NEW YORK (TheStreet) -- Stocks extended heavy losses by late Thursday morning as investors eagerly awaited a speech from Federal Reserve Chair Janet Yellen after markets close.

The S&P 500 was down 1.3%, the Dow Jones Industrial Average fell 1.5%, and the Nasdaq slid 1.5%.

Yellen will cap off the day with a speech at the University of Massachusetts at 5 p.m. Her comments will focus on "inflation dynamics and monetary policy," both of which investors will be keen to scrutinize for clues as to when the first rate hike in nearly a decade might occur.

"What I'm seeing is more skittishness about Fed action," Tim Dreiling, senior portfolio manager at U.S. Bank's Private Client Reserve, told TheStreet on the day's big losses.Dreiling added that investors need more "clarity" on what the Fed intends to do before markets calm down from big swings. 

The housing market continued to showcase its robust recovery after new home sales in August jumped 5.7% to an annual rate of 552,000. July home sales were revised up to 522,000 from 505,000. Economists had expected an annual rate of 517,000 in August. 

Caterpillar (CAT) - Get Report shares were the worst performer on the Dow, falling 6.2% after the company said it expects to cut 4,000 to 5,000 jobs by the end of 2016. The total number of job cuts could amount to 10,000 by the end of 2018. The industrial machinery company also lowered full-year sales forecasts by $1 billion to $48 billion.

U.S. durable goods orders dropped 2% in August after a downwardly revised 1.9% increase in July. The drop was as expected, driven by weakened demand for aircraft. Excluding transportation, orders were unchanged but below estimates for a 0.3% increase.

Initial jobless claims edged up 3,000 to 267,000 over the week ended Sept. 19. Economists had expected the number of new claims for unemployment benefits to increase to 270,000.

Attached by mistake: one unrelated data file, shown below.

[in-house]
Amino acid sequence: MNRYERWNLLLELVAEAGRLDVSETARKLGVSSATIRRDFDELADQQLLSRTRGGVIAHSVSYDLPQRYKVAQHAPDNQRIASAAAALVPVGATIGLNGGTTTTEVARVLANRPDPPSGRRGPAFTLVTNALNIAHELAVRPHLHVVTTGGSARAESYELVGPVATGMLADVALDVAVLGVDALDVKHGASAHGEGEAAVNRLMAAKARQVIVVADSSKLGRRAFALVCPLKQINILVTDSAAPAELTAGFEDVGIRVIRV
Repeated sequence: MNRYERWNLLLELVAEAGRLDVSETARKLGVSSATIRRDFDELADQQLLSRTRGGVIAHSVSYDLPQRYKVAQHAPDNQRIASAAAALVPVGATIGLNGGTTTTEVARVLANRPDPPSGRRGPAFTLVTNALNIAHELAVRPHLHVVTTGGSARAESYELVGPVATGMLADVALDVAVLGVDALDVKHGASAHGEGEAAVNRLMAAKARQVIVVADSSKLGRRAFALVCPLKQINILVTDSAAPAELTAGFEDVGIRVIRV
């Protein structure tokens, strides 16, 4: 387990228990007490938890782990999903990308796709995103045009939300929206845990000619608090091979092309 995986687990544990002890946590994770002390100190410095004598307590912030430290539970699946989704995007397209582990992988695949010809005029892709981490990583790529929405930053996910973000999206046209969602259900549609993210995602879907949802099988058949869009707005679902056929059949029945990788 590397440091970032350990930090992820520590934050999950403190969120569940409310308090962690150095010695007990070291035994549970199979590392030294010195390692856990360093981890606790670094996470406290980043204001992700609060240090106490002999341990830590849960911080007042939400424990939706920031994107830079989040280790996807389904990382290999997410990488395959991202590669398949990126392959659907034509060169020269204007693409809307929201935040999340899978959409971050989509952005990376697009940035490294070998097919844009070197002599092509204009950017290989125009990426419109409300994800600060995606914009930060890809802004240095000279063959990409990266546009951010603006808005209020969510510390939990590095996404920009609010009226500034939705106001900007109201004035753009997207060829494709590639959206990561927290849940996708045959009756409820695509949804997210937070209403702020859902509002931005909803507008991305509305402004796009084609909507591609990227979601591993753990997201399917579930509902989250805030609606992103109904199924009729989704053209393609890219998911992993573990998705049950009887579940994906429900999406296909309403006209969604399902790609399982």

Stocks had their first relatively calm session in weeks on Wednesday. Benchmark indexes moved within a narrow range with little commitment to any direction after crude oil slumped and U.S. and Chinese manufacturing came in weaker than expected.

Volkswagen (VLKAY) CEO Martin Winterkorn resigned on Wednesday in the wake of a massive emissions scandal. Resignations from board members are expected to come, according to Dow Jones. A chief executive successor will be named on Friday. Earlier this week, the German automaker admitted that more than 11 million diesel vehicles had software that gamed emissions tests. Shares have now fallen 55% from a March peak.

Microsoft (MSFT) - Get Report has signed a deal with Baidu (BIDU) - Get Report to make the Chinese search engine a default home page for Chinese users of Microsoft's Edge browser. The deal came as China President Xi Jinping met with technology executives in the U.S. on Wednesday.

Wal-Mart (WMT) - Get Report is reportedly seeking price cuts from suppliers in China of at least 2% to 6%, arguing that the retailer should share in the savings following China's devaluation of the yuan. The price cuts will likely be for general merchandise such as apparel, appliances, electronics and toys.

KB Home (KBH) - Get Report fell 3.5% despite a better-than-expected third quarter. The homebuilder earned 23 cents a share, a penny above estimates, while total sales surged 43% to $843.16 million. KB Home reported a 25% increase in homes delivered over the quarter. 

Steelcase (SCS) - Get Report shares were up nearly 5% after the business furniture company earned 35 cents a share in its second quarter, 3 cents above estimates. Quarterly revenue climbed 4.1% to $819 million and exceeded forecasts.

Worthington Industries (WOR) - Get Report shares were down 4% after the steel mill missed revenue estimates. The company reported total sales down 12.1% to $758.15 million, driven by a drop in commodity prices.

Adhesive company HB Fuller (FUL) - Get Report slid 7% after missing quarterly forecasts on its top- and bottom-lines. Earnings of 61 cents a share fell short of expectations by 9 cents a share, while revenue of $524.13 million missed by $13 million.